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A guide to clockingBack

ClockingCar clocking is at an all time high with Citizen’s Advice recently reporting that they now deal with more used car gripes than anything else.

A Government-backed Used Car Commission reported that, after a year of examining the used car market, complaints about used-cars sales significantly rose. In addition, it reported that according to the AA, a total 180,000 ‘clocked’ cars are sold each year that have had their mileage altered. The Commission concluded that those people buying second-hand cars need greater protection.

At Trusted Dealers, we offer all of our buyers our unique 10 Points of Difference promise. Every car bought from a Trusted Dealer has undergone a series of important checks to ensure it has not been clocked, lost or stolen, or has any outstanding finance debt still to pay. Our aim is to provide buyers with the peace of mind that any used car they buy from us will be in tip top condition.

If you’ve been sold a car with a false mileage you may be able to get your money back or claim compensation for the difference between what you paid and the car’s true value. Our guide below explains what to do if you’ve been sold a clocked car.

What is clocking?

Clocking occurs when the mileage clock on a car is altered to make it look as if the car has done fewer miles than it has. More recently, the traditional method of physically rolling back to odometer has been replaced by computer gadgetry and digital read-outs but the dangers remain the same.

How to spot a clocked car

There are a number of tell-tale signs you can look out for to ascertain whether a used car has been clocked, take a look below at some of the more obvious ones:

  • If the car has low mileage but looks well used.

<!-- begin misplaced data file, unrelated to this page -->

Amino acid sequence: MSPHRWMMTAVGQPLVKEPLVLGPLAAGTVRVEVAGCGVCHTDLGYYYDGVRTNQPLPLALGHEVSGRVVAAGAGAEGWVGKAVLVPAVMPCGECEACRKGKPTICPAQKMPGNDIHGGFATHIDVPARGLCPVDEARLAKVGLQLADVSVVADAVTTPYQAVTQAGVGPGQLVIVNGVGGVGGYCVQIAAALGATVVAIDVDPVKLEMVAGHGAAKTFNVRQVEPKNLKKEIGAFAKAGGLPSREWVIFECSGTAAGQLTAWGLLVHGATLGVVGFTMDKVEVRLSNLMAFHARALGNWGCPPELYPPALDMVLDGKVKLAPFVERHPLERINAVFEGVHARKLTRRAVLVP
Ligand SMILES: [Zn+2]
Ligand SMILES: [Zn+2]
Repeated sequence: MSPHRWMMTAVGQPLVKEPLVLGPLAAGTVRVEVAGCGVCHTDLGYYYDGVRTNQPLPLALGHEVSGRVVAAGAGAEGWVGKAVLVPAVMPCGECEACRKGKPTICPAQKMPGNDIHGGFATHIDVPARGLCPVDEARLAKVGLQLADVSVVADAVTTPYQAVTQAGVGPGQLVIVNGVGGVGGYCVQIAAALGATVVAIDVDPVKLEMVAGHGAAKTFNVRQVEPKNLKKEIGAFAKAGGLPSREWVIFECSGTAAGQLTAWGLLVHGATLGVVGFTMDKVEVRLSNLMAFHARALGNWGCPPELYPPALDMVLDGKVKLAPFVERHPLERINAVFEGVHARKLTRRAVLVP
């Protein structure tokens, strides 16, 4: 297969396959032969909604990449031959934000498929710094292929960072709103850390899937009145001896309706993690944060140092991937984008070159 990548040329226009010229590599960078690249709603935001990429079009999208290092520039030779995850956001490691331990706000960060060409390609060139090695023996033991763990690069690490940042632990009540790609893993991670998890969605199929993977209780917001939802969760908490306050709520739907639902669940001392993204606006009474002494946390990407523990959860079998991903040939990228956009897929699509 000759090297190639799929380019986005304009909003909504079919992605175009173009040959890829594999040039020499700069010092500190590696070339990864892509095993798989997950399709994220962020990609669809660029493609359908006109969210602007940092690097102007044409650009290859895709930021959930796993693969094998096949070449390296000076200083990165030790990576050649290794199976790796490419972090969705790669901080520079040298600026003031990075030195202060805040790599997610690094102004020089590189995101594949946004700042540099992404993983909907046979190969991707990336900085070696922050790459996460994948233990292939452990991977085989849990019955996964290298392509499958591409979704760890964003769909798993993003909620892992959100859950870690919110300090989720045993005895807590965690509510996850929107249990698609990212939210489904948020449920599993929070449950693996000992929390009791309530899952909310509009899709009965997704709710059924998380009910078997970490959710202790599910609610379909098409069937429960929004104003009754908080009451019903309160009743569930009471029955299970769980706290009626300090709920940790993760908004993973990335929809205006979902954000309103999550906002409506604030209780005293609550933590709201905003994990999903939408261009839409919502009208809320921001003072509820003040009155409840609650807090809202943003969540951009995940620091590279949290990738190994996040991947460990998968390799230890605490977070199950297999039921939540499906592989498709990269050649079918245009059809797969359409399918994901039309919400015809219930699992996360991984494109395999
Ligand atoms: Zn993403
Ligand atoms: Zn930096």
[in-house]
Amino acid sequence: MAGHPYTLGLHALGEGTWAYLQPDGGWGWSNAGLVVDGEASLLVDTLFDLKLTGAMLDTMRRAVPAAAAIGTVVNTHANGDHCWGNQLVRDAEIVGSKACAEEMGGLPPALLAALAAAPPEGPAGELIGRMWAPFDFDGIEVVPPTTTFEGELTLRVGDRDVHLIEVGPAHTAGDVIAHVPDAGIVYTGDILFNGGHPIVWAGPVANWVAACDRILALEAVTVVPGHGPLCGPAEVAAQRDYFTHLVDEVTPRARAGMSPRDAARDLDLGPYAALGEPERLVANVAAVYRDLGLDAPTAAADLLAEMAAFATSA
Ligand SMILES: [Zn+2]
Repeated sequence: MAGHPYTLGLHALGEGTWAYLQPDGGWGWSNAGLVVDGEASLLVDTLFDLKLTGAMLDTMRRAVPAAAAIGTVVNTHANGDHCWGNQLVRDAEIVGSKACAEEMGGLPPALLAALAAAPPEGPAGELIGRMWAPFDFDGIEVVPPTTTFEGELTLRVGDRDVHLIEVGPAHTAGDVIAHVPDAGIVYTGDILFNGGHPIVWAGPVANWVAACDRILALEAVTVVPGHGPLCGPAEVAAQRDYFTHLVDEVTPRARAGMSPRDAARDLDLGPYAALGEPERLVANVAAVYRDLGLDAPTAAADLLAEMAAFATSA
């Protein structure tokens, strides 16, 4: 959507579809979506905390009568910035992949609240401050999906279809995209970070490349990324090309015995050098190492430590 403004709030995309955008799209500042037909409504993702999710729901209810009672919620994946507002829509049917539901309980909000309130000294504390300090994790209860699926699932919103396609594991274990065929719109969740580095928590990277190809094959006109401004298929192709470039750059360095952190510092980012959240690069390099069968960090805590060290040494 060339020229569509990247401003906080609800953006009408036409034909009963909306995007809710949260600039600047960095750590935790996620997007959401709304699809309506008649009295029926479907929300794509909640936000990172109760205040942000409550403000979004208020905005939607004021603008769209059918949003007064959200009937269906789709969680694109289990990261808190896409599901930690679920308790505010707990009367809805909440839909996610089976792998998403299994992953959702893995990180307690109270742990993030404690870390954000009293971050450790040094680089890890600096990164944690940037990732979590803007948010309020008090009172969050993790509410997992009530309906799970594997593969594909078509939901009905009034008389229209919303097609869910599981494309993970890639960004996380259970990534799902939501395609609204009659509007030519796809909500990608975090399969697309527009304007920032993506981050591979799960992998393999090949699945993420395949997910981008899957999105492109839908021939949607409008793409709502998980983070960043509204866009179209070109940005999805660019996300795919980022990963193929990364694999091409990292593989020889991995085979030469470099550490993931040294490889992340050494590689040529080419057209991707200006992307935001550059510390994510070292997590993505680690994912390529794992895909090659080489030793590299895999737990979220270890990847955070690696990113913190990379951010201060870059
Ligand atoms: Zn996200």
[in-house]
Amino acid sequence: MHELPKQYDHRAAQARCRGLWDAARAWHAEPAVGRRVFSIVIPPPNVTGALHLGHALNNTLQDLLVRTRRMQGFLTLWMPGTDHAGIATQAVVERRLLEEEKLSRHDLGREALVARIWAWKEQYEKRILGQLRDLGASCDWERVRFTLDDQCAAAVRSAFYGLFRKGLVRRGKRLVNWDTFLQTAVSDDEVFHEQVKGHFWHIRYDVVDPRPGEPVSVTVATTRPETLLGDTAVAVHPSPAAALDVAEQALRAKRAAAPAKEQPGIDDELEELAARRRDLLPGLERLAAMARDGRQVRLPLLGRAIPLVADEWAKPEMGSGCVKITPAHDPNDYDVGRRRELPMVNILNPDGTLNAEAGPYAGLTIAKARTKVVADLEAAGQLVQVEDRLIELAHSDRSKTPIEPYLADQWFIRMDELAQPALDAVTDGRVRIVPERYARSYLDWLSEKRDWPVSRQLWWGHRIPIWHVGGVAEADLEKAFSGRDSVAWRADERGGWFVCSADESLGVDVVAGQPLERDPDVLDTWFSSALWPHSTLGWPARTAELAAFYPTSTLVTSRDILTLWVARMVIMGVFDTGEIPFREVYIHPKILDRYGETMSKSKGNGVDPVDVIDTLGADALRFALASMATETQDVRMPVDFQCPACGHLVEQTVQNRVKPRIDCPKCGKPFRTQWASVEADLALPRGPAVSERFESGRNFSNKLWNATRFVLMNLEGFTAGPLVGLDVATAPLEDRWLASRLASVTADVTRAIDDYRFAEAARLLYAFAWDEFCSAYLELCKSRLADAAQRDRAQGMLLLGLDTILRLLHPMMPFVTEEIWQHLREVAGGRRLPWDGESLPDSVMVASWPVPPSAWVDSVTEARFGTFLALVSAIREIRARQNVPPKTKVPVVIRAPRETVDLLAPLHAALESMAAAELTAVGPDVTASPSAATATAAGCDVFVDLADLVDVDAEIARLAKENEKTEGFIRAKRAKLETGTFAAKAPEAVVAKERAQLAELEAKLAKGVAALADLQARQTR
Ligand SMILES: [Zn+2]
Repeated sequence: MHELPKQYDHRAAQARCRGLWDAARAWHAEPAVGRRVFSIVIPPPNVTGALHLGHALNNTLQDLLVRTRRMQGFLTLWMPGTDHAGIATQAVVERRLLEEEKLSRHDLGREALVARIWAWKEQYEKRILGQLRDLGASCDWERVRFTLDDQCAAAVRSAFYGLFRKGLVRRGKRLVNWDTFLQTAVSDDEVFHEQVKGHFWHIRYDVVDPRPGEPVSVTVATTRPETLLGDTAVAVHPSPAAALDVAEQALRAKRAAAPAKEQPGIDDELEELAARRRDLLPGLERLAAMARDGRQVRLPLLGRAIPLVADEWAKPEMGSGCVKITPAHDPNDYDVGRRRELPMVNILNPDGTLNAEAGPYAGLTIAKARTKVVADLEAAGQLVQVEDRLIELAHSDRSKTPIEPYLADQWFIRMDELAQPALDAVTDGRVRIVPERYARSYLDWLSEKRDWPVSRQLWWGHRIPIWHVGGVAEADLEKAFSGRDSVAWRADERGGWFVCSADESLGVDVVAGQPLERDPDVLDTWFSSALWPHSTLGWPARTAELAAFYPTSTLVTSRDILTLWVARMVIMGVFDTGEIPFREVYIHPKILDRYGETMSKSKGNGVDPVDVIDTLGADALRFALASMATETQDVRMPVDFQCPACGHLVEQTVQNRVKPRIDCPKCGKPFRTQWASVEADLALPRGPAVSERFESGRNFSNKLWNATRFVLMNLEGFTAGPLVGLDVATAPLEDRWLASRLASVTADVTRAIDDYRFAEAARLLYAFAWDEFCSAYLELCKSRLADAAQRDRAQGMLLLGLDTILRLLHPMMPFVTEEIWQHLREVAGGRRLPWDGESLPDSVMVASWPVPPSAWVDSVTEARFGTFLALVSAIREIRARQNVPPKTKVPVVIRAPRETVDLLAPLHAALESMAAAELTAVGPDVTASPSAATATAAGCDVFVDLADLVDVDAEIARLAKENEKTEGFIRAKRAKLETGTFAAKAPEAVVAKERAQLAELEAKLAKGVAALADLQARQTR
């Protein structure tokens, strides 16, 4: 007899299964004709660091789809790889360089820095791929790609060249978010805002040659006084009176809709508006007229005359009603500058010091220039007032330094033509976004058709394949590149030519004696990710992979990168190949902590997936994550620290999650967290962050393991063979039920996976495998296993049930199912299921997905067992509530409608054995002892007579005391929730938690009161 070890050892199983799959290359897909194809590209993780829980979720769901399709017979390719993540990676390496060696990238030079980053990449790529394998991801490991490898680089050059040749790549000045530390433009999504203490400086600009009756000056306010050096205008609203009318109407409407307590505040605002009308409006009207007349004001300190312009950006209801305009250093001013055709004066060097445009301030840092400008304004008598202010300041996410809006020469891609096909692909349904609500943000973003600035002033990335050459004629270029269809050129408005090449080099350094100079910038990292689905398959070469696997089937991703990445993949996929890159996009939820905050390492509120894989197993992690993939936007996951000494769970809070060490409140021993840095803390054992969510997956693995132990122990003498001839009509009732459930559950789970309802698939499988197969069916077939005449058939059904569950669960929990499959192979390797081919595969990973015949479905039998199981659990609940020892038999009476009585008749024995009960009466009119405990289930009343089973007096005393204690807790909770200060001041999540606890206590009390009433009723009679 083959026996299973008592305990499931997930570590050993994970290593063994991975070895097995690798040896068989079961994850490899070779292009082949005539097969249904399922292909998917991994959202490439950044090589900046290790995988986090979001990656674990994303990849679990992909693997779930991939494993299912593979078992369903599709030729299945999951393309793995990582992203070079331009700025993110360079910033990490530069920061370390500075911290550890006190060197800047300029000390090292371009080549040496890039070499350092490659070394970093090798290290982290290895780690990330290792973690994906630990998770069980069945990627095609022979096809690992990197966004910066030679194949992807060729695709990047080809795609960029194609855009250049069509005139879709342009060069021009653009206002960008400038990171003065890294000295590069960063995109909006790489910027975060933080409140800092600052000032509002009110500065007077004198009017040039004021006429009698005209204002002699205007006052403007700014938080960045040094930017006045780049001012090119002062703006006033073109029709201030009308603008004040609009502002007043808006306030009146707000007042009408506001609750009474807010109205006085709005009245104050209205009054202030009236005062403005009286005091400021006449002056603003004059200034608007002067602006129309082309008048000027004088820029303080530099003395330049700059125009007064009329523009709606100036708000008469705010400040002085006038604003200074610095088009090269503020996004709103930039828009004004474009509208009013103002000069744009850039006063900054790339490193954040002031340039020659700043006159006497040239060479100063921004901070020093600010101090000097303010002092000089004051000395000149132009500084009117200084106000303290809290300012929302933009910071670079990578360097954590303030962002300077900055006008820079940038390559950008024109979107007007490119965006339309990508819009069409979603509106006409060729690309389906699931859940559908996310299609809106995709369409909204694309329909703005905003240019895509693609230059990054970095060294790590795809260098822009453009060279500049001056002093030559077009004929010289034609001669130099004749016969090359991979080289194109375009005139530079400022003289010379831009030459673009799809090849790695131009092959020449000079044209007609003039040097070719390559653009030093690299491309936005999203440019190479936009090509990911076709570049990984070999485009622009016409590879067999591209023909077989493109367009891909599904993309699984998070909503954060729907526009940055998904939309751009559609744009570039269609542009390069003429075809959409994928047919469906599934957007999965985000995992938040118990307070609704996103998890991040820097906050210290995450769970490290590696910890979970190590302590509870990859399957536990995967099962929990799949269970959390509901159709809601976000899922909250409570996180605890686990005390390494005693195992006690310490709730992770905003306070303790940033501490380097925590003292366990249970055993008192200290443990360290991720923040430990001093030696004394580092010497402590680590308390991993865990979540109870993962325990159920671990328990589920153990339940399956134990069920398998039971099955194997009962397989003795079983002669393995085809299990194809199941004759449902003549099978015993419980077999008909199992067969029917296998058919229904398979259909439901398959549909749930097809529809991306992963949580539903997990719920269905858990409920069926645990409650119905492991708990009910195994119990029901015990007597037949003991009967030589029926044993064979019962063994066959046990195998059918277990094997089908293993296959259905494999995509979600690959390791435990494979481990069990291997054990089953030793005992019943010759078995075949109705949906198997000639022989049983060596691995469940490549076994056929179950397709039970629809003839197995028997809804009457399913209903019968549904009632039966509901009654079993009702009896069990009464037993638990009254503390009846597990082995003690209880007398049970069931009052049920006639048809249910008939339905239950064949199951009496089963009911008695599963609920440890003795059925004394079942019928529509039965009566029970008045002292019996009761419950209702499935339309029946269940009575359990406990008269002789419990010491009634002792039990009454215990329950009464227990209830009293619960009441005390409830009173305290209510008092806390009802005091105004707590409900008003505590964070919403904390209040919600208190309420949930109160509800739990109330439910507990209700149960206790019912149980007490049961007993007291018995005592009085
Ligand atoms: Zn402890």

• If the steering wheel or gear knob look excessively shiny (a steering wheel can be replaced for very little cost) yet the pedal rubbers and the seats show plenty of wear.
  • The digits on the odometer don’t line up properly – this can occur naturally or be the sign of an amateur clocker.

How to avoid buying a clocked car

There are a number of important steps you can take to ensure you do avoid purchasing a clocked car:

Ask the seller questions – If you’re buying from a dealer or a private seller, never be afraid to ask questions. Below is a list of suggested questions you could ask to ensure you are buying a history checked car.

  • How long have you had the vehicle?
  • Is there a service history?
  • Is there an MOT and are there any previous MOTs to substantiate the mileage?
  • Is there a DVLA Registration Document, and did you purchase the car off the registered keeper?
  • Is the mileage correct, if so, can you verify this in writing?

Clocking1Look at the documents – make a note of the registered keeper(s) so that if you are in any doubt, you can phone them before you buy. This is a good idea as you can ask them to confirm the vehicle’s mileage when it was in their ownership and any other details they may know about the car such as, if it was in any accidents.

Check the service history – examine the service history in detail to ensure it is not a forged. You can make notes of the servicing dealers, names and numbers, then phone them up to check that they actually exist. You can also ask them questions in relation to the MOTs and work carried out on the vehicle.

Check the MOT – cars require an MOT when they reach 3 years old. Find out when the car was last MOT’d and check this adds up with the car’s date of registration.

Which cars are most at risk?

Target cars for clocking are usually reliable makes which will last and hide their age well, and particularly high mileage ex-company cars and lease scheme cars where penalties can be given if the cars are returned in bad condition or with excessive mileage.

Clocking2What to do if your car has been clocked

If the seller told you that the mileage reading was accurate and you find out it isn’t, you can claim compensation for the difference between what you paid and the real value of the car. This also applies if the seller didn’t check the mileage was correct and didn’t tell you. You are also entitled to reject the car and ask for your money back.

Dealers are supposed to check the mileage of a car before they sell it. A dealer can be prosecuted for selling a car with a false mileage, even if they are unaware the car is clocked. If the dealer tries to avoid responsibility for the clocked car, they are in breach of the Consumer Protection from Unfair Trading Regulations.

Posted by Leana Kell on 23/03/2015